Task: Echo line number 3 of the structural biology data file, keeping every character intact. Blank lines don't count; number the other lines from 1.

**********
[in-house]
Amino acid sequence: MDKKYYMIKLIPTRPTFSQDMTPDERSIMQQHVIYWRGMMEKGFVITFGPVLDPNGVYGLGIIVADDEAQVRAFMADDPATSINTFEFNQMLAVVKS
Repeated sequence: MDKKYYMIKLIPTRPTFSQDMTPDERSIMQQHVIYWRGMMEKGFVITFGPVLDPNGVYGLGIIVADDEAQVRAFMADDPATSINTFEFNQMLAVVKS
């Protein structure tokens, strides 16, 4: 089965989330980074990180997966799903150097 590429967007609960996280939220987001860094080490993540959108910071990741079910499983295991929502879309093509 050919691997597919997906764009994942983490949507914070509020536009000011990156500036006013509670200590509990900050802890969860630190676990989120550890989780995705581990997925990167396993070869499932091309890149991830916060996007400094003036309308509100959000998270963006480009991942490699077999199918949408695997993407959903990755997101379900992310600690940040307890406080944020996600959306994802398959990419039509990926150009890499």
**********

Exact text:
Repeated sequence: MDKKYYMIKLIPTRPTFSQDMTPDERSIMQQHVIYWRGMMEKGFVITFGPVLDPNGVYGLGIIVADDEAQVRAFMADDPATSINTFEFNQMLAVVKS